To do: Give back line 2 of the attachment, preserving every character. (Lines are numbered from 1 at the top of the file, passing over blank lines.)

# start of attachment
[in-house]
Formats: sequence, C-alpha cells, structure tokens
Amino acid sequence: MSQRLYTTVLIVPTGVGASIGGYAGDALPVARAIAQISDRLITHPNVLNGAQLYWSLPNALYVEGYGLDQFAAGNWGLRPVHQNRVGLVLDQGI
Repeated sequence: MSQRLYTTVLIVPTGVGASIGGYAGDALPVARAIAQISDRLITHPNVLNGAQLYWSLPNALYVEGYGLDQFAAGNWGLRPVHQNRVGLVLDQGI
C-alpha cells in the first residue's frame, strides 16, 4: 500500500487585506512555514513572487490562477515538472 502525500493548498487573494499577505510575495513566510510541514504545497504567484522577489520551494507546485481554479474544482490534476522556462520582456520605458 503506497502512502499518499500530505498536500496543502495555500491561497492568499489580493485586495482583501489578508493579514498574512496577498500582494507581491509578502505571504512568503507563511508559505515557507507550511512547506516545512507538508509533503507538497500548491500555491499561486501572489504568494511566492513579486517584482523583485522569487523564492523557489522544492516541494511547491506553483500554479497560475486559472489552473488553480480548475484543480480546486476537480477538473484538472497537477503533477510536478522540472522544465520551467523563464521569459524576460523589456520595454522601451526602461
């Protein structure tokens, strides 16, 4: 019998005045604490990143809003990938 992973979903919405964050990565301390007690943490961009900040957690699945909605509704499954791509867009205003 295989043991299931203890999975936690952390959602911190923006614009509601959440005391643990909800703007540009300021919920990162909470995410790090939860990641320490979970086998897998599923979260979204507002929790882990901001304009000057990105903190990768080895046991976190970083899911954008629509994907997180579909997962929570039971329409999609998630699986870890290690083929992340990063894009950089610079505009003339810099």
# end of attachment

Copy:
Formats: sequence, C-alpha cells, structure tokens